I turn my head, and the first thing I see is a dark brown wild boar barely 30ft away, walking right past us. Now there's another one, an albino, bigger than the first. I am looking straight at it, and it is looking straight at me.
Requires (free) registration:Town eats up tale of 'Hogzilla'
Photograph only proof of man's beastly claim
By BILL TORPY
The Atlanta Journal-Constitution
Published on: 07/30/04
ALAPAHA — A generation ago, a shadowy creature supposedly was sighted limping across a highway here, causing newspapers to ruminate about a homegrown Bigfoot. Local residents embraced the mythical beast, and before you knew it, high school kids made T-shirts adorned with a peg-legged Bigfoot.
It's happening again. Ken Holyoak, owner of a fish hatchery and a hunting plantation, claims a 1,000-pound wild hog with 9-inch tusks was killed on his land. The 12-foot-long beast has been nicknamed "Hogzilla" and is now part of a growing local lore.
"It's caused a stir," said Darlene Turner, manager of Jernigan's, a hardware-gas station-general store about three miles from Holyoak's place. "People are calling from all over. They saw it on the Internet or heard about it on the radio. They say, 'Tell me about Hogzilla.' "
Holyoak, a man unafraid of publicity, is glad to talk about the huge hog. The 67-year-old proprietor of Ken's Hatchery and Fish Farms advertises — with a huge sign on a flatbed truck — a 5-pound "Georgia Giant Bream" he says was bred in his ponds.
Big fish, now big hogs.
"We're pretty sure [the hog] is a record," said Holyoak, sitting in a cluttered office. "His head is big as a compact car's tire, probably weighed 100 pounds," he said.
Holyoak said he might want to contact the Guinness Book of World Records for further recognition.
But folks in Alapaha, like Turner, or former Mayor Joe Dixon, who runs a seed business in this town about 20 miles from Tifton, smile when asked if they believe the tales. Both mention something about "fish stories."
For actual verification, you'll have to take Holyoak at his word. Or take the word of Chris Griffin, a plantation hunting guide who says he shot the boar June 12. All that's left is a memory of the beast and a photo with Griffin posing next to what appears to be a monstrous hog.
Holyoak said they buried the animal with a backhoe because the meat of an animal that large is not tasty. They didn't mount it because it was too big for normal mounting equipment. "You'd need someone who mounts elephants," he insisted.
Holyoak says he doesn't care who believes his claim. "There's always doubting Thomases," he said.
In a year or so, he said, he'd dig up the hog and bleach the skull and tusks. Then people will see, he said.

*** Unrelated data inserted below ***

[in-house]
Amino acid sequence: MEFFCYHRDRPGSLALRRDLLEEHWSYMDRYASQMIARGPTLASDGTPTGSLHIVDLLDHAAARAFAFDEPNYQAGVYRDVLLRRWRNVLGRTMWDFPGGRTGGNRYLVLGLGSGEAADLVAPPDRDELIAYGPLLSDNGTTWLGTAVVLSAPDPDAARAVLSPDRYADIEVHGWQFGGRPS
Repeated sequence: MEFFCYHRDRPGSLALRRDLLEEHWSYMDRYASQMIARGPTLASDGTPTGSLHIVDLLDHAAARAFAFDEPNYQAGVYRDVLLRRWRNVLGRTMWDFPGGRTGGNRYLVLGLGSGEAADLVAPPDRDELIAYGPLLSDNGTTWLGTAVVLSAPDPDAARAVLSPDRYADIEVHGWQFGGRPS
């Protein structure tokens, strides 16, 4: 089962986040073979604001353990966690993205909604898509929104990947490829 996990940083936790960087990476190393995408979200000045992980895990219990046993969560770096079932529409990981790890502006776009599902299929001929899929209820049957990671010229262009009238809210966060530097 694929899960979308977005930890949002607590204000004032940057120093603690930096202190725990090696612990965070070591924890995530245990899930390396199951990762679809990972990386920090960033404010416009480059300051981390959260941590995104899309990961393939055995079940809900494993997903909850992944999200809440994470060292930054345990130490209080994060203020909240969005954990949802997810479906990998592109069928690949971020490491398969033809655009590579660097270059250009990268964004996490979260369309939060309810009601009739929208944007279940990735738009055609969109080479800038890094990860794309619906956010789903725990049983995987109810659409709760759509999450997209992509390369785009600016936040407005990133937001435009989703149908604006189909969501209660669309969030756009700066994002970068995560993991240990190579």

A matter of business
Holyoak expanded his business to wild hog hunts, and a glossy brochure shows a photo of his son, Jason, posing with a dead 695-pound boar. The brochure notes the hunters can surprise their prey from 20-foot-tall, fiberglass hunting stands with recliners. He thinks the hogs have gotten so big on his plantation because they steal his high-octane fish feed.
Darrell Anderson, CEO of the Lafayette, Ind.-based National Swine Registry, said farm-raised hogs grow as large as 1,300 pounds and measure as long as 7 feet along the backbone from head to tail. "If you hang them by their hind legs and you have the front legs stretching out, you'll get another four or five feet," he said.
A hog that size would probably be 5 years old, he said. The animals will grow tusks in the wild. Domesticated, their tusks are trimmed because they are dangerous.
Holyoak said several people had spotted a huge hog on the plantation, and he told hunting guide Griffin months ago to look out for the animal. "I said, 'If you see him, get him,' " he said.
Why? "Because he might leave [the plantation]," Holyoak said. "Why would you want a record to leave and let someone else get the praise?"
He says the big hog was felled by a single rifle shot to the heart. He said there's no way to tell how old it was, "They don't check in and fill out papers for you," he said.
Farmers in the area have complained about feral hogs, which root around looking for food and knocking down crops and vegetation. Holyoak said a neighbor introduced them to the area. Others say it was Holyoak himself.
Feral hogs usually are domesticated hogs gone wild, said Kent Kammermeyer, a Georgia Department of Natural Resources biologist who was co-author of a booklet on feral hogs. Some have mated with descendants of Russian boar, which were brought to the South decades ago for hunting and escaped, Kammermeyer said.
"There is no pure strain of Russian boar in Georgia," said Kammermeyer.